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In 1637, the French philosopher and mathematician René Descartes (1596–1650) published his *Discours de la methodé *(see the title page)* *in which he explained his rationalist approach to the interpretation of nature. *La methodé* contained three appendices: *La dioptrique,* *Les météories,* and *La géométrie*. The last of these, *The Geometry,* was Descartes’ only published mathematical work.

**Figure 1.** Frontispiece of 1659 Latin edition of Descartes’ *Geometry* showing a portrait of the author, René Descartes

Approximately 100 pages in length, *The Geometry* was not a large work, but it promised a new approach in mathematical thinking. Descartes boasted in his introduction that “Any problem in geometry can easily be reduced to such terms that a knowledge of the length of certain straight lines is sufficient for construction." He then proceeded to show how arithmetic, algebra, and geometry could be combined to solve problems. After defining a unit length, Descartes demonstrated procedures for adding, subtracting, multiplying, and dividing line segments and for graphically determining roots of equations. But Descartes’ *La géométrie* was difficult to understand and follow. It was written in French, not the language of scholarly communication at the time, and Descartes' writing style was often obscure in its meaning.

**Figure 2.** Title page of van Schooten’s 1659 Latin edition of Descartes’ *Geometry*

In 1649, Frans van Schooten (1615–1660), a Dutch mathematician, published a Latin translation of Descartes’ *Geometry,* adding his own clarifying explanations and commentaries. Descartes’ friend and colleague, Florimond de Beaune (1601–1652), contributed an introduction to this edition. Van Schooten published a second edition in 1659, providing even more explanation and commentary. Now the message of Descartes’ *Geometry* was available to a large reading audience, and it became an influential work, spurring on the development of analytic geometry.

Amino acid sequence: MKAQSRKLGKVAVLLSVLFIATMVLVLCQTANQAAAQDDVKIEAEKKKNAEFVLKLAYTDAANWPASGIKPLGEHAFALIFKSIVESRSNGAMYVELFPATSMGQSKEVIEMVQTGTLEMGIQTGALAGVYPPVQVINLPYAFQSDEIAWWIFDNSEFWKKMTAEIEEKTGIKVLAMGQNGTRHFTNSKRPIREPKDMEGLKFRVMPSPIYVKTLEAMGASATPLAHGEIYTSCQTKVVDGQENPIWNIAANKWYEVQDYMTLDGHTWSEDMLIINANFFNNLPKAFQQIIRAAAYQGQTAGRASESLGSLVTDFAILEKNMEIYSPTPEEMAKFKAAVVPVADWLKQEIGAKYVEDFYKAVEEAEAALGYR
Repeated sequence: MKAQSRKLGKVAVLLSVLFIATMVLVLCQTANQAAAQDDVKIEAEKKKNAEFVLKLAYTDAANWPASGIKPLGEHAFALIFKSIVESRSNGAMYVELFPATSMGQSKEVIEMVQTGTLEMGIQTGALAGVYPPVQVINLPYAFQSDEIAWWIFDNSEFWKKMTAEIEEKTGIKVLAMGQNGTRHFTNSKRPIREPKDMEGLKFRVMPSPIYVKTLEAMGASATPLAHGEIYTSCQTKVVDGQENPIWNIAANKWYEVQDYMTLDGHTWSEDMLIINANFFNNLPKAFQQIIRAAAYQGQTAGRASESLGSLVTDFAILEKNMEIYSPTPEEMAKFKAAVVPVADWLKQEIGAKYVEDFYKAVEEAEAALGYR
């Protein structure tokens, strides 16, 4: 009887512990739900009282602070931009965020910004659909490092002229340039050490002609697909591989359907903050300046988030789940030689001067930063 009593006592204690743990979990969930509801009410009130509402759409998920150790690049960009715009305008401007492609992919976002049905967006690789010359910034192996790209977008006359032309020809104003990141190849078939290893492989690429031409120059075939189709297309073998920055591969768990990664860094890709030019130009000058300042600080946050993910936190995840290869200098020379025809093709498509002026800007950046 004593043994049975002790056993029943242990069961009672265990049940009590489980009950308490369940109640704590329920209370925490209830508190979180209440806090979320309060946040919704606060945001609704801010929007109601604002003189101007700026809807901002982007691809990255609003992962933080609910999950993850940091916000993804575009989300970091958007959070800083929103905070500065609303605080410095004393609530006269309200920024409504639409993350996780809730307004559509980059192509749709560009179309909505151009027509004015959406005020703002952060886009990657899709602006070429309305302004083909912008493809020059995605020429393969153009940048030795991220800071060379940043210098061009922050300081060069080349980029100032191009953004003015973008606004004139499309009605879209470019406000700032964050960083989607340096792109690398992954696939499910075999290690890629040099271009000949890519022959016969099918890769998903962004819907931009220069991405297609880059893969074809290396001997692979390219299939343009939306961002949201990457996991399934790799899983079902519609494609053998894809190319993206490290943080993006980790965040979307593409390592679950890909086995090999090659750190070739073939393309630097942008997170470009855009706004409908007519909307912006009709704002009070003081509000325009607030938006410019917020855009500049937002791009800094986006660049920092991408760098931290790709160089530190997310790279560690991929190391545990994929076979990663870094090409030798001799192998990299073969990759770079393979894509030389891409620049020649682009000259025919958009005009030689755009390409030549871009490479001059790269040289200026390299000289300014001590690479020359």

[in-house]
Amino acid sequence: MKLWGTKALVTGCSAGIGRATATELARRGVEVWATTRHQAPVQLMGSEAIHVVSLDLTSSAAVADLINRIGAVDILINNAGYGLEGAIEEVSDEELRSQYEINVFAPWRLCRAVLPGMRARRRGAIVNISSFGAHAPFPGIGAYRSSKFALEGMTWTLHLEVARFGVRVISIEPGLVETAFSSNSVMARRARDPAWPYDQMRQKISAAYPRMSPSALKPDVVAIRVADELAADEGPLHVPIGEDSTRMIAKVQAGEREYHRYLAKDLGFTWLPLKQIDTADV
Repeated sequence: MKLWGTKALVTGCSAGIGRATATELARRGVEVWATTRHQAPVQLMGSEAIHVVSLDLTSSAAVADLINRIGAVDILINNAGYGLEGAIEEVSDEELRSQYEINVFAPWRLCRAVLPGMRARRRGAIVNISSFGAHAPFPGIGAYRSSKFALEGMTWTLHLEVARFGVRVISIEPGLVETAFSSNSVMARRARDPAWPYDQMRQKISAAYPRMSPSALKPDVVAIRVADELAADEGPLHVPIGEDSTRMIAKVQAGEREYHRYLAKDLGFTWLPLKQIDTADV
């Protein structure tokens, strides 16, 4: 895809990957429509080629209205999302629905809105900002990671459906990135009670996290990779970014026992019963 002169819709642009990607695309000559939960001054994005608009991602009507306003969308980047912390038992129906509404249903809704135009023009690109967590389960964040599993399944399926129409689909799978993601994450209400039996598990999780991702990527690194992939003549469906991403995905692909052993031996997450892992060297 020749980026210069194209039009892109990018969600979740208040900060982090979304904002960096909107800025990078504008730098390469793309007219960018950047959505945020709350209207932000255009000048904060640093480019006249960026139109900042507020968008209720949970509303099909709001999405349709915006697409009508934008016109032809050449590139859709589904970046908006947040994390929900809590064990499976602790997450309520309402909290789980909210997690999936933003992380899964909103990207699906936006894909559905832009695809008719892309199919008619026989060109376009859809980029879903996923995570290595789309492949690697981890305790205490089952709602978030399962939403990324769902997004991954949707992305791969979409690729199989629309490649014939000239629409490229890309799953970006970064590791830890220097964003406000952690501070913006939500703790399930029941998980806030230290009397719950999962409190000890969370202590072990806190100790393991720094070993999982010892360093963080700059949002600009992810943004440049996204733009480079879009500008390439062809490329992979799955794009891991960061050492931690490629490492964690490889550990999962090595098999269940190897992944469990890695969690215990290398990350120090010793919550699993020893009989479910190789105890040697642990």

**Figure 3.** On Page 2 of the Latin edition of Descartes’ *Geometry,* the author demonstrates, in the uppermost illustration, the procedure for obtaining the product of two given line segments, BD and BC. A unit length AB is designated. Then when DE is constructed parallel to AC, it is found that BD x BC = AB x BE. However, AB is the unit length; therefore BD x BC = BE.

**Additional Resources **

**Descartes’ Geometry in English:**

*The Geometry of Rene Descartes* (translated by David Eugene Smith and Marcia Latham), first published by Open Court in 1925 and by Dover in 1954

*Discourse on the Method, …, The Geometry, *in* Great Books of the Western World *(2^{nd} edition),* *vol. 28, Encyclopaedia Britannica, Chicago, 1990-1991

*Discourse on Method, Optics, Geometry, and Meteorology* (translated by Paul Olscamp), Bobbs-Merill, Indianapolis, 1965; revised edition, Hackett Publishing, Indianapolis, 2001

**Descartes’ Geometry in French:**

The complete text of Rene Descartes’ *La géométrie* in French is available courtesy of Project Gutenberg.

An 1886 edition of *La géométrie de Rene Descartes* published in Paris can be viewed courtesy of the Cornell University Library.

**Descartes’ Geometry in Latin:**

First, second, and third editions of Frans van Schooten’s Latin *Geometria a Renato Des Cartes* from 1649, 1659 and 1683, respectively, can be viewed at Google Books by searching for “Rene Descartes Geometria” and “Renato Descartes Geometria”.

**About Descartes and his mathematics:**

Victor J. Katz, *A History of Mathematics* (3^{rd} ed.), Addison-Wesley, Boston, 2009

**About Descartes and his science:**

William R. Shea, *The Magic of Numbers and Motion: The Scientific Career of Rene Descartes,* Science History Publications, Watson Publishing International, Canton, Massachusetts, 1991

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Frank J. Swetz (Pennsylvania State University, Harrisburg), "[i]The Geometry[/i] of Rene Descartes," *Loci* (March 2010), DOI:10.4169/loci003444